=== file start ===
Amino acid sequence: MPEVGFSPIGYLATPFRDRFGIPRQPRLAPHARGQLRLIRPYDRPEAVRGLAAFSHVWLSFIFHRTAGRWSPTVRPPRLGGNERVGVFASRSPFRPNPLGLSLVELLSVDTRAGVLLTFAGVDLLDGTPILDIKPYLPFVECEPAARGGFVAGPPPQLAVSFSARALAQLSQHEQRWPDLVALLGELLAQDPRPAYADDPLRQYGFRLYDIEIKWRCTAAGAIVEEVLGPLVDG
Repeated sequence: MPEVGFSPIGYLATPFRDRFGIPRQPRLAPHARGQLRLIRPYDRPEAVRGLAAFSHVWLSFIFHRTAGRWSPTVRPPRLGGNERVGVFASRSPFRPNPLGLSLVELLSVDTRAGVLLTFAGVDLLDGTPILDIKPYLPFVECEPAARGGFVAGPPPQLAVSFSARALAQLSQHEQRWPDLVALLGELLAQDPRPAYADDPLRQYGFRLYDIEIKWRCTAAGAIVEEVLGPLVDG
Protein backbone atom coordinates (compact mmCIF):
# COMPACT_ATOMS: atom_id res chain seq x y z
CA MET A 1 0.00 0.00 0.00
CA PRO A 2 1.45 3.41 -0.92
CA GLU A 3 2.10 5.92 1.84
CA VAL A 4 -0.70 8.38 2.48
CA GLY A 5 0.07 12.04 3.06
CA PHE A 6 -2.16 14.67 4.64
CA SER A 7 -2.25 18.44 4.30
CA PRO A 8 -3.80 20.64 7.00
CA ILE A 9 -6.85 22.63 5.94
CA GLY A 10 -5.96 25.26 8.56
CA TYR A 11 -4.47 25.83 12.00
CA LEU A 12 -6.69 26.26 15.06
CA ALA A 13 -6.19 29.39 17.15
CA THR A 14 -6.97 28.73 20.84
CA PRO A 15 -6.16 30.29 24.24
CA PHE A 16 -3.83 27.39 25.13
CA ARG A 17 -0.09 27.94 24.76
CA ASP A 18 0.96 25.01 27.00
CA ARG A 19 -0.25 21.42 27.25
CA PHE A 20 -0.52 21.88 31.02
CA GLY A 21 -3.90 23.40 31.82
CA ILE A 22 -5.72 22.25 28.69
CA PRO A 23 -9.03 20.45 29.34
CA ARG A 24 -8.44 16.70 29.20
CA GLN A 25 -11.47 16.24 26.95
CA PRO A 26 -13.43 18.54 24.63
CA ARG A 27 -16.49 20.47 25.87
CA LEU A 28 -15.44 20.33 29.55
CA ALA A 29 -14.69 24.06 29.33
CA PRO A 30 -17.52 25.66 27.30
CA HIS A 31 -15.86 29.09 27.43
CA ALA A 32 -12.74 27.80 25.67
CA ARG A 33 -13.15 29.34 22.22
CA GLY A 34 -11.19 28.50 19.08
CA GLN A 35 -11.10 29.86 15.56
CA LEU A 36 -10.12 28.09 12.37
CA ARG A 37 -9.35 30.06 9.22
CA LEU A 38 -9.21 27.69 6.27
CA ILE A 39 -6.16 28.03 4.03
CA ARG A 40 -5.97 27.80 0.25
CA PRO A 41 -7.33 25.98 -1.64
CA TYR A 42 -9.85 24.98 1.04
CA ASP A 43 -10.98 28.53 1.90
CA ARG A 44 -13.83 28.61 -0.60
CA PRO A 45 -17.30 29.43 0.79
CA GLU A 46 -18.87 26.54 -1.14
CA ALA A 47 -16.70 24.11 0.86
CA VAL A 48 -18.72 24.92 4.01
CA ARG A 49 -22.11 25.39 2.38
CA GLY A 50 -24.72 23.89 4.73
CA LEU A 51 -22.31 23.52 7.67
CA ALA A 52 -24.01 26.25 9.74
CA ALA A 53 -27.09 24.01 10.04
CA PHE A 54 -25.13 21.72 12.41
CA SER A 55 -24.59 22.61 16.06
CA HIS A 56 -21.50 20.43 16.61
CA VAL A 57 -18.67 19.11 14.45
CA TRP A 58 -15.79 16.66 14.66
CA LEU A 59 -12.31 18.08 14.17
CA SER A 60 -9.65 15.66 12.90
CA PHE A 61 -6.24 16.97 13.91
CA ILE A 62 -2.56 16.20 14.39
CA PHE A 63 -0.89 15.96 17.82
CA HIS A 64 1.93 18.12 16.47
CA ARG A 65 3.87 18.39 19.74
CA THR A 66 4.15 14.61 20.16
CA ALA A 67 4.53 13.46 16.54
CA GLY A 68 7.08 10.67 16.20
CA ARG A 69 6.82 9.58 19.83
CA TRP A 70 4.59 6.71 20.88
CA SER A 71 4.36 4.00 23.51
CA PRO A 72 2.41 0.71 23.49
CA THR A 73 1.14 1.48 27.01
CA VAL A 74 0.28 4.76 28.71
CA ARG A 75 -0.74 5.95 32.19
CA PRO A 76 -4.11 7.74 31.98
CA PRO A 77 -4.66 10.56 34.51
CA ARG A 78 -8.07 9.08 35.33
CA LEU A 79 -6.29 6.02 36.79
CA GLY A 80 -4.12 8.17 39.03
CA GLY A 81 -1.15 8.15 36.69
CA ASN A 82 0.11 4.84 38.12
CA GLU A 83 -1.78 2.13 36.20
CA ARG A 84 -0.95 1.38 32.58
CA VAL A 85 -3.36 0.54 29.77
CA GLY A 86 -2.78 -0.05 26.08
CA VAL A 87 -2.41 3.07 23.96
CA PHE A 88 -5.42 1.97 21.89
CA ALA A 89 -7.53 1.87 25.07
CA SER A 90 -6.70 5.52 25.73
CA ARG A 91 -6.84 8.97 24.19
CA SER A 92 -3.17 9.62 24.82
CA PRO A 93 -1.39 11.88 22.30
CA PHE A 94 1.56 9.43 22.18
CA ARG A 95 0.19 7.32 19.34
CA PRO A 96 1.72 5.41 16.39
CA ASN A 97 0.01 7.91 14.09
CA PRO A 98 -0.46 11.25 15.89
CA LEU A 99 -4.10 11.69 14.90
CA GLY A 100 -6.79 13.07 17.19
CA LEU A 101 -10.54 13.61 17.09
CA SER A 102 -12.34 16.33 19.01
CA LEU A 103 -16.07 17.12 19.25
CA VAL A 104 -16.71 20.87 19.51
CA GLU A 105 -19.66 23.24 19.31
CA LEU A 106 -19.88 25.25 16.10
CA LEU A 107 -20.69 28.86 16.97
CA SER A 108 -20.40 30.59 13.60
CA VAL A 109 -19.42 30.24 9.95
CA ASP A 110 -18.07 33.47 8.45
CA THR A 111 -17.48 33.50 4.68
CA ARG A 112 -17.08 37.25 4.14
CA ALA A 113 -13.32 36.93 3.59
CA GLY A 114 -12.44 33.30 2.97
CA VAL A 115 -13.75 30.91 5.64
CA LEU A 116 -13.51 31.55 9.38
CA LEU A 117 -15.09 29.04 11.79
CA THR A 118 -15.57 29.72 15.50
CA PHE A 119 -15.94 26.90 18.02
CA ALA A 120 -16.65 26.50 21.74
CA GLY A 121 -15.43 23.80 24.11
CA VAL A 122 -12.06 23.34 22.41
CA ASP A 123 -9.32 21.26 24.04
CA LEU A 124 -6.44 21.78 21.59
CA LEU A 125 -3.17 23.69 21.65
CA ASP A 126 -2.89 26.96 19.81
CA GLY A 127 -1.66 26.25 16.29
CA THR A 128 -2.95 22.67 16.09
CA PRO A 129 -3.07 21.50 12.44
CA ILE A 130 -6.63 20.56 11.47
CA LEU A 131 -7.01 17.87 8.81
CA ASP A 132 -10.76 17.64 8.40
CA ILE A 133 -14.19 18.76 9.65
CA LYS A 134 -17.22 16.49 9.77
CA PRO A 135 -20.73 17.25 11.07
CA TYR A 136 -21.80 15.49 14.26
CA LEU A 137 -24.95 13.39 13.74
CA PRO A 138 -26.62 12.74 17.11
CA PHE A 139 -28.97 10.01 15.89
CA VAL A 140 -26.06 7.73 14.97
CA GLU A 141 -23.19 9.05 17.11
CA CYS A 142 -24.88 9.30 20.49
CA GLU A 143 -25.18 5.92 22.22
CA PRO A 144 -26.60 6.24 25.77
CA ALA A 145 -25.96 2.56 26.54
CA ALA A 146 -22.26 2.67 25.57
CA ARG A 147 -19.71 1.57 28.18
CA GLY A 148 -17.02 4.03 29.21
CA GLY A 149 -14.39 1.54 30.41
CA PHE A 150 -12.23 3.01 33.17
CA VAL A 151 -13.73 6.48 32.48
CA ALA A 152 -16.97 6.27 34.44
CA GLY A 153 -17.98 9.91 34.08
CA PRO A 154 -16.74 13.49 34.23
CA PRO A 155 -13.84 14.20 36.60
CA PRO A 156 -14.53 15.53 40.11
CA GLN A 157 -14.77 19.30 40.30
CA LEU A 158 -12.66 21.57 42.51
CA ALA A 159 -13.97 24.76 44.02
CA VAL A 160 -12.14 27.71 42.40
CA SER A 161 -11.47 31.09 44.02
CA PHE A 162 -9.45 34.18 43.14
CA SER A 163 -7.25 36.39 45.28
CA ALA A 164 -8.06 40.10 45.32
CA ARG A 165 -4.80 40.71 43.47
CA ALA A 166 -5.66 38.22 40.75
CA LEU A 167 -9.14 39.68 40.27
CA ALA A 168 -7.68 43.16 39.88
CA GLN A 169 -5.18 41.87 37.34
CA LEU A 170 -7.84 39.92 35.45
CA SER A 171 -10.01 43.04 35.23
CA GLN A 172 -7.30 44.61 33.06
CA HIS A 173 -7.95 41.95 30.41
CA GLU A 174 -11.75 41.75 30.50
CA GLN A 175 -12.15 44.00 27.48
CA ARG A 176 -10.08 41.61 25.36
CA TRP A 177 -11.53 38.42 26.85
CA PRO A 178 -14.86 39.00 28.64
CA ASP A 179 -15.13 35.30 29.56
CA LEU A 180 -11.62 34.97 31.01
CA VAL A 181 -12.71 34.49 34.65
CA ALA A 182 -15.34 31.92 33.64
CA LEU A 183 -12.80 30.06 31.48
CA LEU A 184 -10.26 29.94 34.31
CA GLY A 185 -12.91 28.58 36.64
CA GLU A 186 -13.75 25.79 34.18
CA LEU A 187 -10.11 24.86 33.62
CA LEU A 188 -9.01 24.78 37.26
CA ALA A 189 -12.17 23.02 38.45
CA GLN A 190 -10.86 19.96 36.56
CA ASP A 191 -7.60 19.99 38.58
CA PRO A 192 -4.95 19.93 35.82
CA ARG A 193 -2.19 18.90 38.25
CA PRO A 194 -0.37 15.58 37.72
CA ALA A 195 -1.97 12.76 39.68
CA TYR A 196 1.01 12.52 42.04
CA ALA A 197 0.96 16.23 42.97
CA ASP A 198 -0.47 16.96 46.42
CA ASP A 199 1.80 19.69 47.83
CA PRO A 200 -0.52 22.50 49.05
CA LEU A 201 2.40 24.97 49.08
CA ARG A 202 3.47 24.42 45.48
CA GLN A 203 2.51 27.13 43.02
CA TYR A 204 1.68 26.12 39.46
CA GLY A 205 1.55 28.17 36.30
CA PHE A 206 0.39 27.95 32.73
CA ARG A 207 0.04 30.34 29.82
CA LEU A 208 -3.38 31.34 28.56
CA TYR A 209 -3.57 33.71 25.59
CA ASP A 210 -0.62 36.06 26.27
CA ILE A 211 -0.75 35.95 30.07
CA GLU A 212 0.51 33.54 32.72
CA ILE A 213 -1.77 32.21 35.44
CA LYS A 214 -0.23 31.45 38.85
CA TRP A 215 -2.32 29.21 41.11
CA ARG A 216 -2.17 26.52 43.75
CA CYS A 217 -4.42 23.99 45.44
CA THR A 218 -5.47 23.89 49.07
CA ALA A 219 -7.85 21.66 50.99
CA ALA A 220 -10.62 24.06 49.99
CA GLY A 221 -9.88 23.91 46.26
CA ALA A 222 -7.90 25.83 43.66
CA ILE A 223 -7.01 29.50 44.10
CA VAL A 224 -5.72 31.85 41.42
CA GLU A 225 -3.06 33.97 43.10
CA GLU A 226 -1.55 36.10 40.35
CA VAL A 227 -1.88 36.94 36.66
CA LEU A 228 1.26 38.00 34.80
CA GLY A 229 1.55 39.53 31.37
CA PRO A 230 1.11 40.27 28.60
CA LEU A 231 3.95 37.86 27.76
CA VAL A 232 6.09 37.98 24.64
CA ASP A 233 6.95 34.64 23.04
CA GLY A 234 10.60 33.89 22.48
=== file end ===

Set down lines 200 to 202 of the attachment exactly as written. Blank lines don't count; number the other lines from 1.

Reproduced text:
CA TYR A 196 1.01 12.52 42.04
CA ALA A 197 0.96 16.23 42.97
CA ASP A 198 -0.47 16.96 46.42